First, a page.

National Puppy Day is a special day to celebrate the magic and unconditional love that puppies bring to our lives. But more importantly, it's a day to help save orphaned puppies across the globe and educate the public about the horrors of puppy mills, as well as further our mission for a nation of puppy-free pet stores. National Puppy Day was founded in 2006 by Celebrity Pet & Home Lifestyle Expert and Author, Colleen Paige, who is also the founder of National Dog Day and National Cat Day (among many others).

National Puppy Day is actually considered an international holiday now, as it's trended worldwide on Twitter in 2012, 2013 & 2014. Colleen Paige has devoted her life to creating special days of recognition that improve the lives of animals and their people.

There approximately 8,000-10,000 puppy mills in the U.S. and this would include many businesses that call themselves breeders such as "backyard breeders", people who purposely allow their dog to get pregnant in hopes of selling puppies through their local paper or online. Pet stores that sell puppies are the number one reason that so many puppy mills exists today. Convince each and every pet store to stop selling puppies and the mills will go out of business. The most successful way to accomplish this is by organizing rallies and peaceful demonstrations outside of pet stores that sell puppies.

The tragedy of puppy mills is that they don't care about the animals more than a commodity to be sold. Most of these animals live in crammed cages with no room to move, in complete and utter squalor. Many puppies are sick and never given true health exams, necessary vaccines or proper health care. The puppies are always taken way too early from their mothers, so they're denied the basic social skills they need to behave well in the home, thus, resulting in many dogs later being abandoned at the shelter. After a female dog's fertility wanes, she is often killed, abandoned or sent to another mill that will attempt make her produce one more litter. Puppy mills and backyard breeders are the number one reason we have an overpopulation of dogs in this country...that and a lack of spaying and neutering.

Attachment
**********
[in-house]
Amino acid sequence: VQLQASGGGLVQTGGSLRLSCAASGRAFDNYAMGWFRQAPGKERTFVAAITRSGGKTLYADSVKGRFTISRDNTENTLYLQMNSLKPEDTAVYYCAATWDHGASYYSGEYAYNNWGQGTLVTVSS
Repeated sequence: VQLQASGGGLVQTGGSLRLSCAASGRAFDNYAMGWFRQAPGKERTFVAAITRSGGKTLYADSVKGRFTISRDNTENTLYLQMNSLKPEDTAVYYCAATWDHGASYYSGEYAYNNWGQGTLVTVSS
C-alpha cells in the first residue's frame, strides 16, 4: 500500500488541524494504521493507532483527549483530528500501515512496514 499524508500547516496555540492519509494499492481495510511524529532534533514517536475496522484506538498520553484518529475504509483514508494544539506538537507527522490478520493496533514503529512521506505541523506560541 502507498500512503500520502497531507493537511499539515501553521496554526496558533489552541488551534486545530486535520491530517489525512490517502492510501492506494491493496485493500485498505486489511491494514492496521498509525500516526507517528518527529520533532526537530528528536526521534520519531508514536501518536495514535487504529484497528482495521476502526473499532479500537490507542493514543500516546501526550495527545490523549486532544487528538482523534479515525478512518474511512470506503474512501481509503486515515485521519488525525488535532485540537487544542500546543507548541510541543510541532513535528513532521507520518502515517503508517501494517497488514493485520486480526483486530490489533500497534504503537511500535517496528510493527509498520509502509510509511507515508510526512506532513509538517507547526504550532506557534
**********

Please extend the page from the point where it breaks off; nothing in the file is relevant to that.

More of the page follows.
Responsible breeders have a limited number of litters per year, they care for their animals like their own and help to keep bloodlines pure. However, people need to do their homework if they want to buy a pure breed puppy from a breeder. They need to make sure that the breeder is licensed by their city and state, has a good reputation, no BBB complaints, no law suits, valid customer testimonials, a health certificate from a reputable vet and no signs of illness with their puppies. If you go to visit your prospective puppy from a breeder, be wary of the following:

  • Bad odor/unhealthy conditions in kennel
  • Breeder unwilling to allow you to see the puppy's mother and father
  • Puppies with weepy eyes and overall lethargy
  • A puppy that shows no interest in interacting with people
  • A skinny puppy
  • A limping puppy